Melissa A. Craven Author of the Emerge Series
What kind of main characters do YA readers really want to see in the books they read? What makes a “strong young woman” strong?
There’s all sorts of talk about this subject, especially with the recent addition to the Twilight series, Life and Death, Twilight Reimagined, involving a reversal in gender roles. Meyer wanted to show the world that Bella’s portrayal of the “damsel in distress” was situational, and had she been a boy surrounded by supes, he would have been in distress as well. While that is a very plausible argument, creating a strong-willed female lead is a careful balancing act that is not easily accomplished.
In my own series, Emerge, my main motivation for writing the book was to create a true, realistic example of that young woman of strength. (And I like to think I achieved that with Allie.) I knew Allie needed to have an inner fire and a firm resolve to do what was necessary. She needed to face adversity head on and succeed. All qualities that most female leads possess. But here’s where YA has failed me as a reader in recent years. The heroine should not be all of these things to the detriment of her male counterpart! We as writers who influence younger minds, should not set the tone of tearing men down in order to raise women up. A successful female lead should be the epitome of strength, but her love interest should be the one at her side fighting the good fight with her, knowing that she can take care of herself. They should be a team. They each need to have a vulnerable side, with flaws and room to grow as individuals. They are young, so they also need to make mistakes and struggle with confidence. She’s going to have her moments of drama and he’s going to act like a douche sometimes, but at their cores, they should represent equality and have respect for one another. This generation of readers are passionate about equality and they want to see heroines and heroes they can admire.
The best example I’ve seen recently (other than my own series, Emerge, did I mention that yet? You can get it here) is the Defiance trilogy by C.J. Redwine. Rachael has backbone and determination, and the men in her life (father, grandfather and love interest) haven’t coddled her. They teach her how to fight and survive using her own skills and wit. Logan has his moments when he’s completely exasperated with her, but he knows Rachel doesn’t need him to hold her hand. Defiance is a remarkable example of gender equality in YA. See my review of Defiance, and check out Redwine’s upcoming Fairytale retelling, The Shadow Queen due out early next year.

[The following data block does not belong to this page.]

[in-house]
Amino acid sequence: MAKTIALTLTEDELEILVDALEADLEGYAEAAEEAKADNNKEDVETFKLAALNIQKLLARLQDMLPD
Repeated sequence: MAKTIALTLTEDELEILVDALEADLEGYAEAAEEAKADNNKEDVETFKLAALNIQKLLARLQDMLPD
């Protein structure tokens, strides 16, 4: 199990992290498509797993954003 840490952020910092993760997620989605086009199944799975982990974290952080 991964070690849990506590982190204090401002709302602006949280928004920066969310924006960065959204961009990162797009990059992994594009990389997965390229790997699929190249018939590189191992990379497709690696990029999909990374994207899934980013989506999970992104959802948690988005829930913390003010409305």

If you’re a reader who loves books with strong girls and the amazing guys who stand beside them, check out my wall of #strong girls on my website to discover new books by authors like Kayla Howarth and her series The Institute.
October 25, 2015 at 1:48 am
Reblogged this on Kayla Howarth and commented:
I can’t stress enough how much the YA world needs more strong females.
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October 25, 2015 at 2:00 am
I love how you point out that the strong female shouldn’t be so tough that she’s indestructible. It’s just not realistic to expect teenagers not to make mistakes.
It’s one thing to encourage teens to stand up for themselves, show them that making mistakes is okay so long as their hearts were in the right place and they were trying to do the right thing. But a lot of YA books of late are teaching girls to sit back and not even try. So long as they have their boyfriend, everything is rosy. I really don’t like the message this sends teenagers.
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October 26, 2015 at 2:33 pm
Reblogged this on Sarah Wathen and commented:
Strong female leads? Yes, please!